Stepping up

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With the departure of high-profile practice head Jonathan Kelly, the Simmons financial services litigation team has lost a leader in investment banking disputes work. New chief Robert Turner will have a fight on his hands if the firm is to remain a Magic Circle rival

To say that Robert Turner has big boots to fill is to underestimate the size of the task ahead of him. Turner took over as head of financial services litigation at Simmons & Simmons on 1 April, with a background of acting in disputes on behalf of hedge fund managers. But for all his strengths, he enjoys nothing like the profile and reputation of his predecessor Jonathan Kelly – nor indeed his predecessor’s predecessor, now firmwide managing partner Mark Dawkins.

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Safety net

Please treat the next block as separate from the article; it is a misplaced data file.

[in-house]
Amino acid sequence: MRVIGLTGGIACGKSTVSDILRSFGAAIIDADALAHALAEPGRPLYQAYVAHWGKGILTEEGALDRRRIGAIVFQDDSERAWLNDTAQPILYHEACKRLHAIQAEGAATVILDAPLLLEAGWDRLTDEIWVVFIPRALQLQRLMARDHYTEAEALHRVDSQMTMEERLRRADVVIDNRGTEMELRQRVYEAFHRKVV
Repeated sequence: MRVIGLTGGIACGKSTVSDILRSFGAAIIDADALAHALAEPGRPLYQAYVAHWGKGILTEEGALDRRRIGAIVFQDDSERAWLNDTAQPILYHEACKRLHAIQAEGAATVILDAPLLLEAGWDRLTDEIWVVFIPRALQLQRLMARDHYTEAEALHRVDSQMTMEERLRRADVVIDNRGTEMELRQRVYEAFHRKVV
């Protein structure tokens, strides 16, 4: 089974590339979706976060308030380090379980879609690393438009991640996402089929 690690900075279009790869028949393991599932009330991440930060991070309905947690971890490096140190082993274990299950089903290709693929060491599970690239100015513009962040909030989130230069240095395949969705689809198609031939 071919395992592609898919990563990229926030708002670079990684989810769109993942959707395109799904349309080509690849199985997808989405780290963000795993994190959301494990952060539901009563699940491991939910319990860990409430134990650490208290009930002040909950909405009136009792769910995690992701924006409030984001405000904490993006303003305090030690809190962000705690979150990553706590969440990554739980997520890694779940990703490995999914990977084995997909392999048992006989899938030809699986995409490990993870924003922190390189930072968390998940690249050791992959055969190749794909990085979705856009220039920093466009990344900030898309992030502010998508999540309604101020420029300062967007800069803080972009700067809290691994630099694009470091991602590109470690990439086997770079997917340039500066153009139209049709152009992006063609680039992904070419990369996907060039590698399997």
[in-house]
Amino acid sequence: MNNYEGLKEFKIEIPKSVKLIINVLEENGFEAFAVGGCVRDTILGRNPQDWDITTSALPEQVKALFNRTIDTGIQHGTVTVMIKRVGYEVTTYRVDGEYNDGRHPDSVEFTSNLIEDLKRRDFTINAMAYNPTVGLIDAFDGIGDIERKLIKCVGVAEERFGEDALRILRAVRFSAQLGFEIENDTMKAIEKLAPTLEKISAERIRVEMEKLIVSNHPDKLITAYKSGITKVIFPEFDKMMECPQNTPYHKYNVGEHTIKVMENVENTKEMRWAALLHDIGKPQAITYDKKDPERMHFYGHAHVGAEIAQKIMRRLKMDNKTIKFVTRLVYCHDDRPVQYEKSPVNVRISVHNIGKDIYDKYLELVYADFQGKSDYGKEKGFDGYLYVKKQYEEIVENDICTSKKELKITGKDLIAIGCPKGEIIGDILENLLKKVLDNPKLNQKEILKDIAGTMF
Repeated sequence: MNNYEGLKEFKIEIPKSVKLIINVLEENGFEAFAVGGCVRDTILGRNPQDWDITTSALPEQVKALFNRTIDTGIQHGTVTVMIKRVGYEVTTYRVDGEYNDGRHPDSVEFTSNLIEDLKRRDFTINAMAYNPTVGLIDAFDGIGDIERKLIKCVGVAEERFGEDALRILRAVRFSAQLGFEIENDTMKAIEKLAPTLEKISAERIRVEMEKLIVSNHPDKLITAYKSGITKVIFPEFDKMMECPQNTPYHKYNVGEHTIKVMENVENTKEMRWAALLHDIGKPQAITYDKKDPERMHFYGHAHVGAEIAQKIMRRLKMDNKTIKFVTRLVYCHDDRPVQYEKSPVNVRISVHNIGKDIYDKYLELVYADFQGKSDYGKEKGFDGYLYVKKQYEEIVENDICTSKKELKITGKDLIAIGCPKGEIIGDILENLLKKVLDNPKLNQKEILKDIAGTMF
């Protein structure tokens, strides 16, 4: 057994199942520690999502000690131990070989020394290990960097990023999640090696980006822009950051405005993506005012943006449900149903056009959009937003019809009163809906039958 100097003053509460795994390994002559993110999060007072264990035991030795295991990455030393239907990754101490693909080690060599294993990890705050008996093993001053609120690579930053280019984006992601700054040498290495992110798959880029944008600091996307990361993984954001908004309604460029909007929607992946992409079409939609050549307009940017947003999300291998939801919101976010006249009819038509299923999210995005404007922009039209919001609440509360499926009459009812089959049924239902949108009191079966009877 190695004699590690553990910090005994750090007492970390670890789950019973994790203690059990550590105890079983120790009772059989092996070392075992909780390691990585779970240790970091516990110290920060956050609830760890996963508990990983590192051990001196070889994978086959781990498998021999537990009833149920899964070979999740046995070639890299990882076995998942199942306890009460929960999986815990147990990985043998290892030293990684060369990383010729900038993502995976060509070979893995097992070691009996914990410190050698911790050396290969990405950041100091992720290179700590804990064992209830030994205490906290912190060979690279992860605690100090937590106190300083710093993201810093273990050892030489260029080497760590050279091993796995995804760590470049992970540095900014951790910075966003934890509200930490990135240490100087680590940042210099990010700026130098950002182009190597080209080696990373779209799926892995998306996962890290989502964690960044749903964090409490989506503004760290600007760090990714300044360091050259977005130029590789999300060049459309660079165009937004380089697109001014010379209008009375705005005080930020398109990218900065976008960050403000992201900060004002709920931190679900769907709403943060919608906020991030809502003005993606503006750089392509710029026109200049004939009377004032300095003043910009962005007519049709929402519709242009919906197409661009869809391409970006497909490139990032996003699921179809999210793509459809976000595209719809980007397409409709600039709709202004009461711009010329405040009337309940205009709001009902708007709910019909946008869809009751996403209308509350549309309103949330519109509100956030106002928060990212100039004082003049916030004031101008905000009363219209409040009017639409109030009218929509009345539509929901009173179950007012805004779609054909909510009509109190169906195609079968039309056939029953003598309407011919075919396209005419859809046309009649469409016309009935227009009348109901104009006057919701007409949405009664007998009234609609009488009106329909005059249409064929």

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As the number of international arbitrations has grown, so too have calls for a speedier and more cost-effective process. However, the apparatus of international arbitration remains strong in the face of criticism

International arbitration, with the twin props of the New York Convention and the Panama Convention, is the safety net above which the daredevils of cross-border business perform. Its integrity and proper functioning are fundamental. But as international arbitration has grown and evolved, so too have a few of its imperfections.

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Shop around

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Kraft Foods’ hostile takeover of Cadbury sparked renewed hysteria about foreign takeovers of the UK’s FTSE 350. For the Magic Circle, it means a client base under threat. LB reveals the winners and losers in the great British sell-off